Co-founder & Director of Artist Relations @ Electric Objects.
Formerly @ Rhizome and Eyebeam Art + Technology Center.
Still from Art Gallery
Birth, Art Gallery, Death is a minimalist triptych in the form of a screensaver package. With white as life and black as death, each screen saver panel marks a stage in the cycle of consciousness. Birth is the genesis of consciousness through a birth canal of white arriving out of darkness. Art Gallery, where black is conspicuously absent, is the finite enclosure of a lifetime. Its contents are the thoughts and creations arising in consciousness; representations of life. Death, represented by black slowly descending upon a white screen, is ultimately a representation of life.
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Rhizome is pleased to announce London-based artist James Howard is featured this month on The Download.
Still from www.luckyluckydice.com (2012)
Utilizing spam that lands in his junk email folder and pop up ads, Howard appropriates the deceitful images and text in his collages highlighting the emotional tiggers that trap users. Rhizome members can download www.luckyluckydice.com (2012), a 51MB animated GIF of 1990s internet-style advertisments; a file size too large for dial-up speeds, but now easily viewable in any internet browser once downloaded. Rhizome editor Joanne McNeil interviewed him last year about the images he collects:
Images in online scams and phishing schemes can seem as artificially generated as the text — like botnet generated folk art. But there is a human hand at work. What do you think is the human element that draws people into these schemes?
People are like machines - their brains react to temptation like a computer does. Most people are able to recognise a scam, but if someone pulls the right string, sooner or later all that subconscious stuff inside you is going to lead you down the wrong path. Scams get people by playing on insecurities, desires, fears, greed, whatever - it's uncontrollable and causes one in a thousand people to make a snap decision and pay up.
What do you consider the visual clues of this kind of kitsch of deception? Any interesting patterns or trends you've spotted over the years of collecting examples?
Squashed grinning businessmen looking into fisheye lenses, sunsets over serene oceans, happy families, sexy nurses- it's an endless and totally recognisable global visual language. There's a gruesome image of someone hooked up to a life support machine that keeps landing in my junk-mail folder these days -it always comes from a new person, with ...
Rick Silva's La Région Decentralized is featured this month on The Download.
Still from La Région Decentralized, image courtesy of the artist
Working with nature and land feels natural to me. Nature and land are part of a larger fascination I have with perception, light, and time. I do spend a lot of time outdoors, my new project/blog En plein air http://enpleinair.org is all about that actually. For the project I’m taking my laptop outside and seeing what I can create while reacting to the immediate landscape and elements.
I’m interested in Snow’s use of a rotating camera/horizon. Spinning terrains are a reoccurring theme in my recent videos. Texts about La Région Centrale suggest that the camera/horizon movement in Snow’s film creates a cosmic perspective of space at the human scale, and I agree with this reading. My video game version adds an endless random time component to this idea as well.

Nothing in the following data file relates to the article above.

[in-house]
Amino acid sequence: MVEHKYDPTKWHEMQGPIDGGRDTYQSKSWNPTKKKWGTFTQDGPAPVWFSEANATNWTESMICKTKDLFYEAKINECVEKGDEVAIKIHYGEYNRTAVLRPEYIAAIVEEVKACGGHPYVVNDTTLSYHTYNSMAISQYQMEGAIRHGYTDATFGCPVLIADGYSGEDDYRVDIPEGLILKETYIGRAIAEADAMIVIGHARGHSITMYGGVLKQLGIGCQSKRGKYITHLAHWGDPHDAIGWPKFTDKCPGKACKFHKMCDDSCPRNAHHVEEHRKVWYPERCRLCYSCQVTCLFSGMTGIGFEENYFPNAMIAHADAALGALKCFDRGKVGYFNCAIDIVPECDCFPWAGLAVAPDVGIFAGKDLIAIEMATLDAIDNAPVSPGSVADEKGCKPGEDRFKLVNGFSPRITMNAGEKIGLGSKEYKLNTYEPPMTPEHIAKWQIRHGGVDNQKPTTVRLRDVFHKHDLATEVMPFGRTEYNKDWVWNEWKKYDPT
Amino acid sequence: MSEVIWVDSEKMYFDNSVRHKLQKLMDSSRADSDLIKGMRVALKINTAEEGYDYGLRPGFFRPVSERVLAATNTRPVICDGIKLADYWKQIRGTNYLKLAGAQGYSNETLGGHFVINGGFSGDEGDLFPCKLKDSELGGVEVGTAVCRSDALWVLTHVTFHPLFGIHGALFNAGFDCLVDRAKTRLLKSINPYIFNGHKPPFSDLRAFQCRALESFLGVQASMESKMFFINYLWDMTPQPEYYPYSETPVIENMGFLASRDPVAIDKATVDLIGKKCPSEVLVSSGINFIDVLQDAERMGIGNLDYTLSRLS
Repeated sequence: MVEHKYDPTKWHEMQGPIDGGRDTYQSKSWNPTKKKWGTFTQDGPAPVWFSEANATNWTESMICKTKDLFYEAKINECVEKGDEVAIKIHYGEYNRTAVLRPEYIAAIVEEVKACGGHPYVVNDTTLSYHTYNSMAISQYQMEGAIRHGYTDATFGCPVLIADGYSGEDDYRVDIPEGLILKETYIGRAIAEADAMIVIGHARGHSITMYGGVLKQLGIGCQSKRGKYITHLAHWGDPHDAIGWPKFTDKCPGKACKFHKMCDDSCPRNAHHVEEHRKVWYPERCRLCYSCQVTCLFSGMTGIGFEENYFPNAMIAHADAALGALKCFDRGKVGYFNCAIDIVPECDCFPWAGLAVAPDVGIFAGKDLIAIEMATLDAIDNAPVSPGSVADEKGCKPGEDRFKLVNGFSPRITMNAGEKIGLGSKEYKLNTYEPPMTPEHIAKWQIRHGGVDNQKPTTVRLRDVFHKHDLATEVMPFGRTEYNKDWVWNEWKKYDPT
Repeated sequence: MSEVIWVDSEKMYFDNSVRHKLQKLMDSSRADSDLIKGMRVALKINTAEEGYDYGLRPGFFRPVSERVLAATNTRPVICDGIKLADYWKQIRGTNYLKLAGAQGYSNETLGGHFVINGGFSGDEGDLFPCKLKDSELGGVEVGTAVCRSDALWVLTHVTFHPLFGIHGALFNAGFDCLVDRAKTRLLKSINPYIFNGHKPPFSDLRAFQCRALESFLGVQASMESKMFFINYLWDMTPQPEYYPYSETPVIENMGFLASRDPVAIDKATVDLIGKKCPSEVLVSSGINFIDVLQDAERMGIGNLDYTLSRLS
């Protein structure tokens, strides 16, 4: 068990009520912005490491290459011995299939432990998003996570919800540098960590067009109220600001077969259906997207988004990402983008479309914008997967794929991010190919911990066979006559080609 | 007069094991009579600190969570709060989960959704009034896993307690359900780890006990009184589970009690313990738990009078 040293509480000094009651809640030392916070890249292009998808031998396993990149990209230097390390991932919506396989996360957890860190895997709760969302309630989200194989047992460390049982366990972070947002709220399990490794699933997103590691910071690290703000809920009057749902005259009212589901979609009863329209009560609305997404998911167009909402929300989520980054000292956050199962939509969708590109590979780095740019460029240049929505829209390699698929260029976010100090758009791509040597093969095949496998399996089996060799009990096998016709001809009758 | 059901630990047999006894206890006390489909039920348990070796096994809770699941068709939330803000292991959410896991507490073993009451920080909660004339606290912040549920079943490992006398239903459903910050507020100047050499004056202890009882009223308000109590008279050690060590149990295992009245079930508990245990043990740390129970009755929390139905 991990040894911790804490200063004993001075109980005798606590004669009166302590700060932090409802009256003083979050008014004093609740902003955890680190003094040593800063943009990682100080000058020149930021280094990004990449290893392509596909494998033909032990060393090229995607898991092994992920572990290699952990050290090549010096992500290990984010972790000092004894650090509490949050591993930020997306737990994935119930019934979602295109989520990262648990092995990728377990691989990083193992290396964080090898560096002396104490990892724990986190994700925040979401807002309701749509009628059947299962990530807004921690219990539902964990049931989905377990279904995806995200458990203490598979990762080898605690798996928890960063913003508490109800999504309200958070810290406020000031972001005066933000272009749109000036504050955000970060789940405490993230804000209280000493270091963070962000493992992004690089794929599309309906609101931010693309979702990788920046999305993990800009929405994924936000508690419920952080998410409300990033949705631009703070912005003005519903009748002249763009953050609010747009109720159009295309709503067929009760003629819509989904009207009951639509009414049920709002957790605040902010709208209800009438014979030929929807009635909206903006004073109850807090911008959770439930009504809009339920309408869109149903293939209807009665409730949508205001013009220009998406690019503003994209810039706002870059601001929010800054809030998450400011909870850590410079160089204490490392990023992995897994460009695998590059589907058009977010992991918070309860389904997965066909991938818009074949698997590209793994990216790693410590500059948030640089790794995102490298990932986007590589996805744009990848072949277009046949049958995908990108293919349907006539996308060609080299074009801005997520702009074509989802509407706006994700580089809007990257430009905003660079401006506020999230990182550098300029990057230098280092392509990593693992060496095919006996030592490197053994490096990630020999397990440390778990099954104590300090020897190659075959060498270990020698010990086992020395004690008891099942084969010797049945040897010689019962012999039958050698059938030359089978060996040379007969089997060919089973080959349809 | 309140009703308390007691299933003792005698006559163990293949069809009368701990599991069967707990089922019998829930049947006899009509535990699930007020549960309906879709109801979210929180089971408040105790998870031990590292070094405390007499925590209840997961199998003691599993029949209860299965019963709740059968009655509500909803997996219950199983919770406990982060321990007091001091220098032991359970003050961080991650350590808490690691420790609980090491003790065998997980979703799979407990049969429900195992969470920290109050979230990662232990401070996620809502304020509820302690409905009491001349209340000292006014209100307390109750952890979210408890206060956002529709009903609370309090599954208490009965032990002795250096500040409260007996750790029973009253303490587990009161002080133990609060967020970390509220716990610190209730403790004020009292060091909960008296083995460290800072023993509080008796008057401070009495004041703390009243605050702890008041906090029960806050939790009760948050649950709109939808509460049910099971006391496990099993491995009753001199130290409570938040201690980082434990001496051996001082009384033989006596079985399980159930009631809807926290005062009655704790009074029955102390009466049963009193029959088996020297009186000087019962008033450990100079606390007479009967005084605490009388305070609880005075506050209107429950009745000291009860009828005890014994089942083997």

In 2010 I used video game engines to generate scenes and imagery for video projects. I’ve used 3D spaces like Google Earth for projects since 2005 with my Satellite Jockey performances, but this is the first time that I’m releasing a game as an application. There is something very interesting in the stretching and randomizing of time that video ...
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Clement Valla and John Cayley's Hapax Phaenomena is featured this month on The Download.
Certificate of Authenticity, Hapax Phaenomena (2011)
In Hapax Phaenomena and other projects such as Google Earth Sites, you refer to your art objects as artifacts or curios. Do you see yourself as an observer documenting an endangered technological curiosity?
Yes. These things will all disappear, and probably soon, in the name of progress. These artifacts are atypical ephemera, and often accidental products created by various internet algorithms. There is very little direct human hand in these artifacts. Though the purpose in collecting them is not simply for their preservation. It's more about framing them, allowing them to be seen, and showing a kind of bizarre byproduct of these super-functioning and useful systems, such as Google.
When did you first notice the glitch in Google Earth? What inspired you to begin capturing these surreal moments?
It was accidental. I was Google-Earthing a location in China, and I noticed that a striking number of buildings looked like they were upside down. I could tell there were two competing visual inputs here - the 3d model, and the mapping of the satellite photography, and they didn't match up. The computer is doing exactly what it's supposed to do, but the depth cues of the aerials, the perspective, the shadows and lighting, were not aligning with depth cues of the 3d earth model. I figured that this was not a unique situation in Google Earth, and I started looking at obvious situations where the depth cues would be off—bridges, tall skyscrapers, canyons. Soon I noticed the photos being updated, and the aerial photographs would be 'flatter' (taken from less of an angle) or the shadows below bridges would be more muted. Google Earth is a constantly ...